I’d been invited to Monaco for the one hundredth anniversary of Martell’s Cordon Bleu cognac, which I had accepted, then wrote a message declining. But something in me prevented my twitching finger, which normally hovers over the “Delete” key, from hitting the “Send” button. And when I finally got to the point where I had to make an absolutely certain decision (with substantial prodding from Hélène), I hit that all-important delete key and instead confirmed that I would attend.

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Paris Pastry Guide E-Book

I’m excited to announce the release of the e-book of my Paris Pastry Guide!

With over 300 addresses for the best places in Paris for chocolates, pastries, and other confections, this comprehensive guide is the perfect sweet companion for your trip to Paris. But even if you’re not planning a trip, there’s plenty of pictures to so you can enjoy the scrumptious pastries of Paris – wherever you are!

The Paris Pastry e-book is available in three formats:

  • E.Pub: For the iPad, iPhone, iPod Touch, Sony eReader, Kobo, and Blackberry.

  • Mobi: For Kindle, MobiPocket, and Calibre.

  • Kindle: The Kindle version is available on Amazon.

    They can be downloaded via the Paris Pastry website. It will soon be available in the iBooks bookstore and Barnes & Noble (Nook). To be alerted when they’re ready, follow Paris Pastry on Twitter or Facebook.

    So get your copy today!


    FAQs

    Is the map in the e-book aligned with a GPS system?

    Yes, it is. So if you tap on a link, a map will open that will take you there. You will need to have an internet connection to use that feature. For those with other mobile devices, and iPad users, the e-book will work on those devices.

    In the app, because people often have to pay substantial roaming charges, we attached the addresses to a fixed map. So if you want a map that is linked to Google maps, you might wish to consider downloading the e-book or the Kindle version.

    (We are working on an Android version of the app, and appreciate your patience. There’s no need to leave a message or comment requesting an Android version because it it already something under consideration; if you’d like to be notified when it’s available, follow Paris Pastry on Twitter or Facebook. Although I don’t have an Android-enabled device, according to the publisher, you can read the e-book on Android devices using the Kobo app.)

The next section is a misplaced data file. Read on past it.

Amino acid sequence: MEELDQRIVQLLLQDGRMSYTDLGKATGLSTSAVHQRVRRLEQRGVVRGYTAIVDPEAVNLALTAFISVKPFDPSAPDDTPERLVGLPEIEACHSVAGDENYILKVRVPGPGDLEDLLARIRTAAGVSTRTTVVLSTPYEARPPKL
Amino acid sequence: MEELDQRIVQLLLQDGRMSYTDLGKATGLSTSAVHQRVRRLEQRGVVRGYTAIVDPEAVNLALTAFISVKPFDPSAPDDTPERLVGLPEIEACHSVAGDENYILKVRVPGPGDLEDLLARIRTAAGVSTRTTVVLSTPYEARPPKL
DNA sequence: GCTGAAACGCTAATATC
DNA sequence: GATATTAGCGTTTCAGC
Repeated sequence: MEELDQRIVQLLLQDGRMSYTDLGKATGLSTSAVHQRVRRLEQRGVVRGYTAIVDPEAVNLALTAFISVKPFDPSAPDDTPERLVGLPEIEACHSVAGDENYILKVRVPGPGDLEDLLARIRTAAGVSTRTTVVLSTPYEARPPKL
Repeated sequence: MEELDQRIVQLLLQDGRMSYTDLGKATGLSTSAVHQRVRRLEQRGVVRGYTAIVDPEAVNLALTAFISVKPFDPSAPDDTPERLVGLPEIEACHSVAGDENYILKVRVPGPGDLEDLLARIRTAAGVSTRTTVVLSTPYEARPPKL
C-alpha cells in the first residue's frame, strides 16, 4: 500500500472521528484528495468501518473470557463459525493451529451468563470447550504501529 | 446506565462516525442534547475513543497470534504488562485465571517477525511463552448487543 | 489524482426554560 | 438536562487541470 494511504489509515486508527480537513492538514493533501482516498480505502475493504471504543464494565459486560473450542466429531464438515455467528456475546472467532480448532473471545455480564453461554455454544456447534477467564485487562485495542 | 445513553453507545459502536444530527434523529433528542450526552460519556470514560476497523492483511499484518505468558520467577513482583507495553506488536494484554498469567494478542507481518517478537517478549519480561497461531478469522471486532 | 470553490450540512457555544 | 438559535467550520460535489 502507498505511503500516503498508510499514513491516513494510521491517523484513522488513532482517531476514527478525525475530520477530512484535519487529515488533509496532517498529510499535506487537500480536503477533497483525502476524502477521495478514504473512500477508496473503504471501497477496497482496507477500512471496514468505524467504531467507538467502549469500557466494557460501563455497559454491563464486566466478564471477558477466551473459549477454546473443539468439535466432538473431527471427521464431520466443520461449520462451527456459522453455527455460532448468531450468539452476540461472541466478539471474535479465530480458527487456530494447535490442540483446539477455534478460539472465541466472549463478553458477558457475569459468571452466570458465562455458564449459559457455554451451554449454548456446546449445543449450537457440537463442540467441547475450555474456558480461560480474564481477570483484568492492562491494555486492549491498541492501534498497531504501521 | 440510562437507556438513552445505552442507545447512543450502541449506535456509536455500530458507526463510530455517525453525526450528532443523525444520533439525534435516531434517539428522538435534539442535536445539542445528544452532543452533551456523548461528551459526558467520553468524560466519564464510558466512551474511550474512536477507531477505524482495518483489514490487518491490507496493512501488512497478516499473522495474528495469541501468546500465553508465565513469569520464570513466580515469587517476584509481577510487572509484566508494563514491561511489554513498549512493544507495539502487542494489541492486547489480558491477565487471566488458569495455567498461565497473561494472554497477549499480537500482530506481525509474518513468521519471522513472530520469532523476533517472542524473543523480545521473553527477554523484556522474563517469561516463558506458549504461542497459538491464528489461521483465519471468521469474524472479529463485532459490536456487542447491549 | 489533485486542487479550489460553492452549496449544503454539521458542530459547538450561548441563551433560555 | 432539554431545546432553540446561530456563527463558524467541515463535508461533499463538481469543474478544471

I have an iPad. Which version should I buy?

    The app available in the iTunes store will work fine, although it’s formatted for the iPhone and to save on roaming charges, the maps in the iPhone app do not require an internet connection (they aren’t attached to Google maps-although that will be changed in the next update). The book is formatted for larger size reading devices, such as the iPad, and the maps are linked to Google maps, which work with an internet connection.

    Is there going to be a printed book available?

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  • 10 Goofy Foods You’ll Find in a French Supermarket

    mes 4 croissants opening croissant

    1. Mes 4 Croissants

    Poppin’ fraîche has gone global and even with over 1200 bakeries in Paris, why would anyone bother walk all the way across the street to get a fresh, buttery croissant in the morning, that only costs 90 centimes, when you can simply unroll a package of doughy crescents and never slip out of that comfy peignoir de bain? For all you lazy types out there, I took a bullet for you and tried them out.